Anna karenina, p.205
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       Anna Karenina, p.205

           graf Leo Tolstoy

  Chapter 16

  At ten o'clock the old prince, Sergey Ivanovitch, and StepanArkadyevitch were sitting at Levin's. Having inquired after Kitty, theyhad dropped into conversation upon other subjects. Levin heard them, andunconsciously, as they talked, going over the past, over what had beenup to that morning, he thought of himself as he had been yesterday tillthat point. It was as though a hundred years had passed since then. Hefelt himself exalted to unattainable heights, from which he studiouslylowered himself so as not to wound the people he was talking to. Hetalked, and was all the time thinking of his wife, of her condition now,of his son, in whose existence he tried to school himself intobelieving. The whole world of woman, which had taken for him since hismarriage a new value he had never suspected before, was now so exaltedthat he could not take it in in his imagination. He heard them talk ofyesterday's dinner at the club, and thought: "What is happening with hernow? Is she asleep? How is she? What is she thinking of? Is he crying,my son Dmitri?" And in the middle of the conversation, in the middle ofa sentence, he jumped up and went out of the room.

  "Send me word if I can see her," said the prince.

  "Very well, in a minute," answered Levin, and without stopping, he wentto her room.

  She was not asleep, she was talking gently with her mother, making plansabout the christening.

  Carefully set to rights, with hair well-brushed, in a smart little capwith some blue in it, her arms out on the quilt, she was lying on herback. Meeting his eyes, her eyes drew him to her. Her face, brightbefore, brightened still more as he drew near her. There was the samechange in it from earthly to unearthly that is seen in the face of thedead. But then it means farewell, here it meant welcome. Again a rush ofemotion, such as he had felt at the moment of the child's birth, floodedhis heart. She took his hand and asked him if he had slept. He could notanswer, and turned away, struggling with his weakness.

  "I have had a nap, Kostya!" she said to him; "and I am so comfortablenow."

  She looked at him, but suddenly her expression changed.

  "Give him to me," she said, hearing the baby's cry. "Give him to me,Lizaveta Petrovna, and he shall look at him."

  "To be sure, his papa shall look at him," said Lizaveta Petrovna,getting up and bringing something red, and queer, and wriggling. "Wait aminute, we'll make him tidy first," and Lizaveta Petrovna laid the redwobbling thing on the bed, began untrussing and trussing up the baby,lifting it up and turning it over with one finger and powdering it withsomething.

  Levin, looking at the tiny, pitiful creature, made strenuous efforts todiscover in his heart some traces of fatherly feeling for it. He feltnothing towards it but disgust. But when it was undressed and he caughta glimpse of wee, wee, little hands, little feet, saffron-colored, withlittle toes, too, and positively with a little big toe different fromthe rest, and when he saw Lizaveta Petrovna closing the wide-open littlehands, as though they were soft springs, and putting them into linengarments, such pity for the little creature came upon him, and suchterror that she would hurt it, that he held her hand back.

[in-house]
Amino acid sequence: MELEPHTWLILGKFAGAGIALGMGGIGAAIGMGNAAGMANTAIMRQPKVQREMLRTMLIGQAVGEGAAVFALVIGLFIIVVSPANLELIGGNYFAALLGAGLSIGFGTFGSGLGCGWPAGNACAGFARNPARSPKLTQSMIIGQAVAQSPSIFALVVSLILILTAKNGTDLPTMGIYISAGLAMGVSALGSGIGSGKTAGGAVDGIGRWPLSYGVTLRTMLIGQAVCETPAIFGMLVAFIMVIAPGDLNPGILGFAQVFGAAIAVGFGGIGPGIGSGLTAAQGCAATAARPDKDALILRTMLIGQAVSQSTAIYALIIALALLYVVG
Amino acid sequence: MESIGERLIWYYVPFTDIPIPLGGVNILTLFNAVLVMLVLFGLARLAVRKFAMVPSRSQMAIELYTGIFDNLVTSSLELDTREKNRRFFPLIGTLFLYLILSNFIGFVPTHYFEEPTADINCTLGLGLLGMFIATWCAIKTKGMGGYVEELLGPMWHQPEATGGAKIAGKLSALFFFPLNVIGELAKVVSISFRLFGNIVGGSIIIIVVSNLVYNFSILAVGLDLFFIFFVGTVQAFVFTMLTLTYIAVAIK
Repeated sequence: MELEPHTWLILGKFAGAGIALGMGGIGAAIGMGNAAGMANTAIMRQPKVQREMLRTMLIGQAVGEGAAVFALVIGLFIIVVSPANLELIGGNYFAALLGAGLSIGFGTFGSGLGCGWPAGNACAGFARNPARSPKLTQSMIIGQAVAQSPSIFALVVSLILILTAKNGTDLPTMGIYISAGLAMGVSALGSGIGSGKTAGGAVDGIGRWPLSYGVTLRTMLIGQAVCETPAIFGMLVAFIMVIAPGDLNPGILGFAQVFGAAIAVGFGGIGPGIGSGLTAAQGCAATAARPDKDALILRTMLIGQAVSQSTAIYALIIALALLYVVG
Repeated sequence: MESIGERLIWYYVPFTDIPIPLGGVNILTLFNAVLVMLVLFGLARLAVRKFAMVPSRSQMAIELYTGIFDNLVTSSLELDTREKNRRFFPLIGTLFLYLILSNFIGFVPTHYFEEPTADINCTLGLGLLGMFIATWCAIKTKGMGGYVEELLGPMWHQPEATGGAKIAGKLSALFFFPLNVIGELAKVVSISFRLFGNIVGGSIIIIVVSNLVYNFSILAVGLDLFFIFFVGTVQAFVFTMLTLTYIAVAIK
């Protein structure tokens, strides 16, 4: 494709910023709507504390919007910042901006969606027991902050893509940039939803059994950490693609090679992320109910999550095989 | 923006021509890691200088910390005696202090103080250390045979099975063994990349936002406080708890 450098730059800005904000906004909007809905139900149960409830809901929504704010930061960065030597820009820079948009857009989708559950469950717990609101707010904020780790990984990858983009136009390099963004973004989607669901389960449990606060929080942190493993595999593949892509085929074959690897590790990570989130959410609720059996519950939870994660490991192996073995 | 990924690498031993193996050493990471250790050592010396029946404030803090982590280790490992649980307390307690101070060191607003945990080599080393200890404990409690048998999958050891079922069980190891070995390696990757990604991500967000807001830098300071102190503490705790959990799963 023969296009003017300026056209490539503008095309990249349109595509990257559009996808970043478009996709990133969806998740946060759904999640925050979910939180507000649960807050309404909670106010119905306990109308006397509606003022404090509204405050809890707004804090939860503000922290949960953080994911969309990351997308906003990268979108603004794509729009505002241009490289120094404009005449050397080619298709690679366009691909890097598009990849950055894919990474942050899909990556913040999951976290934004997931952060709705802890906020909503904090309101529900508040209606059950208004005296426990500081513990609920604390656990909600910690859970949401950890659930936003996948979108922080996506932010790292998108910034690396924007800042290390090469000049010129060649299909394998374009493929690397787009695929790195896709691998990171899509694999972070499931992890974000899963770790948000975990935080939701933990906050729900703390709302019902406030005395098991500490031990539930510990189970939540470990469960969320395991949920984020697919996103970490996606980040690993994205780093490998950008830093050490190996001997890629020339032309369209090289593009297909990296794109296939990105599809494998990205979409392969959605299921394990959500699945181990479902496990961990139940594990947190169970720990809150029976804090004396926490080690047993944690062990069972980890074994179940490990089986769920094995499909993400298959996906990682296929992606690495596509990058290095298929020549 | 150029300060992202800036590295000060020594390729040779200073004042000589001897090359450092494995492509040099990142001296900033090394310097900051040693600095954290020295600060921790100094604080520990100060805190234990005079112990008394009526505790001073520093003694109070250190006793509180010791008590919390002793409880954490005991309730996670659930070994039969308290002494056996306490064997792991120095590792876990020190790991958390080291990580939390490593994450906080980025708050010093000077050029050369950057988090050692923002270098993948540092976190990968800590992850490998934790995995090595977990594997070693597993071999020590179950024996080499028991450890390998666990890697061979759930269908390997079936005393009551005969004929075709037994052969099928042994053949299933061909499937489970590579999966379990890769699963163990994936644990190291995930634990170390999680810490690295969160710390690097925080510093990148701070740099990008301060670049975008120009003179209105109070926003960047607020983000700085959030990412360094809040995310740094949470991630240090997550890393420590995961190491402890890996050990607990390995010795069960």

Lizaveta Petrovna laughed.

  "Don't be frightened, don't be frightened!"

  When the baby had been put to rights and transformed into a firm doll,Lizaveta Petrovna dandled it as though proud of her handiwork, and stooda little away so that Levin might see his son in all his glory.

  Kitty looked sideways in the same direction, never taking her eyes offthe baby. "Give him to me! give him to me!" she said, and even made asthough she would sit up.

  "What are you thinking of, Katerina Alexandrovna, you mustn't move likethat! Wait a minute. I'll give him to you. Here we're showing papa whata fine fellow we are!"

  And Lizaveta Petrovna, with one hand supporting the wobbling head,lifted up on the other arm the strange, limp, red creature, whose headwas lost in its swaddling clothes. But it had a nose, too, and slantingeyes and smacking lips.

  "A splendid baby!" said Lizaveta Petrovna.

  Levin sighed with mortification. This splendid baby excited in him nofeeling but disgust and compassion. It was not at all the feeling he hadlooked forward to.

  He turned away while Lizaveta Petrovna put the baby to the unaccustomedbreast.

  Suddenly laughter made him look round. The baby had taken the breast.

  "Come, that's enough, that's enough!" said Lizaveta Petrovna, but Kittywould not let the baby go. He fell asleep in her arms.

  "Look, now," said Kitty, turning the baby so that he could see it. Theaged-looking little face suddenly puckered up still more and the babysneezed.

  Smiling, hardly able to restrain his tears, Levin kissed his wife andwent out of the dark room. What he felt towards this little creature wasutterly unlike what he had expected. There was nothing cheerful andjoyous in the feeling; on the contrary, it was a new torture ofapprehension. It was the consciousness of a new sphere of liability topain. And this sense was so painful at first, the apprehension lest thishelpless creature should suffer was so intense, that it prevented himfrom noticing the strange thrill of senseless joy and even pride that hehad felt when the baby sneezed.

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